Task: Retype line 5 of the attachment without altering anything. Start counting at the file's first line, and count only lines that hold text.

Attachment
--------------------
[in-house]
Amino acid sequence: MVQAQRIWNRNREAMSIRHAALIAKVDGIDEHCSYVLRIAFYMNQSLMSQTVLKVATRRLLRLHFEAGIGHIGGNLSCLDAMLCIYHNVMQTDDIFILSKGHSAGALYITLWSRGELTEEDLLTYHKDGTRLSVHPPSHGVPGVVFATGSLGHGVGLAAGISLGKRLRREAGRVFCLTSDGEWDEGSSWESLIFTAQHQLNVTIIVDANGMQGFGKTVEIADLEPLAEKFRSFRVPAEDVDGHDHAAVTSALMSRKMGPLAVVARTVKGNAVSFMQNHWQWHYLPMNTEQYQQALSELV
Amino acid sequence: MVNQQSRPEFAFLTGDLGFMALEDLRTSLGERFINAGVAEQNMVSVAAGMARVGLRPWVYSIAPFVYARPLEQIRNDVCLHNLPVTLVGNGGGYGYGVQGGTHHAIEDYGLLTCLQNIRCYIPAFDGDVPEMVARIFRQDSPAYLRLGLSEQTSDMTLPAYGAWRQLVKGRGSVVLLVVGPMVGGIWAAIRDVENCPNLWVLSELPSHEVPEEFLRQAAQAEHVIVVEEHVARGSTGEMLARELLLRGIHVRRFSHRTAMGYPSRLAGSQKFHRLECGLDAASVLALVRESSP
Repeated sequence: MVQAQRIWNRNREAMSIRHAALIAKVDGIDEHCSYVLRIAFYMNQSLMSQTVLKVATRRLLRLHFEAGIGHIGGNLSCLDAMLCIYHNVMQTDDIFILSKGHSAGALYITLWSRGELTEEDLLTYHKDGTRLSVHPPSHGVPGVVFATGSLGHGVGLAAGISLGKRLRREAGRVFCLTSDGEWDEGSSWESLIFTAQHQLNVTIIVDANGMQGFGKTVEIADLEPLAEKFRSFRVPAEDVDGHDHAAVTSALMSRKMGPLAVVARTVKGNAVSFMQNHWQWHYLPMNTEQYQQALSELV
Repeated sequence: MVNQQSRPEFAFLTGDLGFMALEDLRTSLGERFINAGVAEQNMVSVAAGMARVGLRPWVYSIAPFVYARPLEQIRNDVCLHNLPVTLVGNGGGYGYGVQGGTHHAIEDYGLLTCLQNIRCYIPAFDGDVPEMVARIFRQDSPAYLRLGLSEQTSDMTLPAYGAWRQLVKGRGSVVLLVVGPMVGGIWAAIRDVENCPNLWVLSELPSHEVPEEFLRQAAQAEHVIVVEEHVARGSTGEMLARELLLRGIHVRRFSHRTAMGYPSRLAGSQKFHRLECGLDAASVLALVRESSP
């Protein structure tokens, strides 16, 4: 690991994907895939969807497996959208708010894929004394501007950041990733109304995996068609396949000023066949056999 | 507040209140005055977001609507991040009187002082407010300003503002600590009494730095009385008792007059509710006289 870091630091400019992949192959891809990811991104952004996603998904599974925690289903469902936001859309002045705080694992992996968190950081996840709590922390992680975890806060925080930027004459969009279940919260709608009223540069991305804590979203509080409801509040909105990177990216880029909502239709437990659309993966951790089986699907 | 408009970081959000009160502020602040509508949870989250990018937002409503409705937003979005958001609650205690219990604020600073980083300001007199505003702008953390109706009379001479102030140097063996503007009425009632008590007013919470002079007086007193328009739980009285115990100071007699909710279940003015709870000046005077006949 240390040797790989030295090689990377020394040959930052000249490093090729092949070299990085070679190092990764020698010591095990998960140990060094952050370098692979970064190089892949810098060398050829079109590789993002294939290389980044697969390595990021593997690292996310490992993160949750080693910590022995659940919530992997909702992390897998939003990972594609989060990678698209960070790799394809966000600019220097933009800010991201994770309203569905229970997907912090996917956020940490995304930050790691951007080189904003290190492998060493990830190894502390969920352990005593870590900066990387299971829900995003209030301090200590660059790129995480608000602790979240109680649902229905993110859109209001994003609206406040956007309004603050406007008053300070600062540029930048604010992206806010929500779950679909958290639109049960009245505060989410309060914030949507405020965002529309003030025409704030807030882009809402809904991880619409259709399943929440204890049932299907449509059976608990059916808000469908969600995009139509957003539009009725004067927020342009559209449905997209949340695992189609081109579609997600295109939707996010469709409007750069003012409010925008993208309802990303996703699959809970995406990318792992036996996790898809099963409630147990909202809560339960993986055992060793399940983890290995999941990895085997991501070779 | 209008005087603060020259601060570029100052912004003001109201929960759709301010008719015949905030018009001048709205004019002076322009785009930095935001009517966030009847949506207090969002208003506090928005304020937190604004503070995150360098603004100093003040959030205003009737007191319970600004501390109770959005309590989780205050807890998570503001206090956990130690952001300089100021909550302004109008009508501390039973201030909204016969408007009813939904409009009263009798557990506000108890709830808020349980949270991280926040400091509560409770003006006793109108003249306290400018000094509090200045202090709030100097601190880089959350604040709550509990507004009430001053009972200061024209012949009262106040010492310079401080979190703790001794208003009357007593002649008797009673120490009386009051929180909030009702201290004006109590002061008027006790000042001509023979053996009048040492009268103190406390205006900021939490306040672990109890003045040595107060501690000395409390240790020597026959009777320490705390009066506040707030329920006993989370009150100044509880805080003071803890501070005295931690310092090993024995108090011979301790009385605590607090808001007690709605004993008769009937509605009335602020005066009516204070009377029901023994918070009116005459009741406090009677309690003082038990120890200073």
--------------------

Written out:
Repeated sequence: MVNQQSRPEFAFLTGDLGFMALEDLRTSLGERFINAGVAEQNMVSVAAGMARVGLRPWVYSIAPFVYARPLEQIRNDVCLHNLPVTLVGNGGGYGYGVQGGTHHAIEDYGLLTCLQNIRCYIPAFDGDVPEMVARIFRQDSPAYLRLGLSEQTSDMTLPAYGAWRQLVKGRGSVVLLVVGPMVGGIWAAIRDVENCPNLWVLSELPSHEVPEEFLRQAAQAEHVIVVEEHVARGSTGEMLARELLLRGIHVRRFSHRTAMGYPSRLAGSQKFHRLECGLDAASVLALVRESSP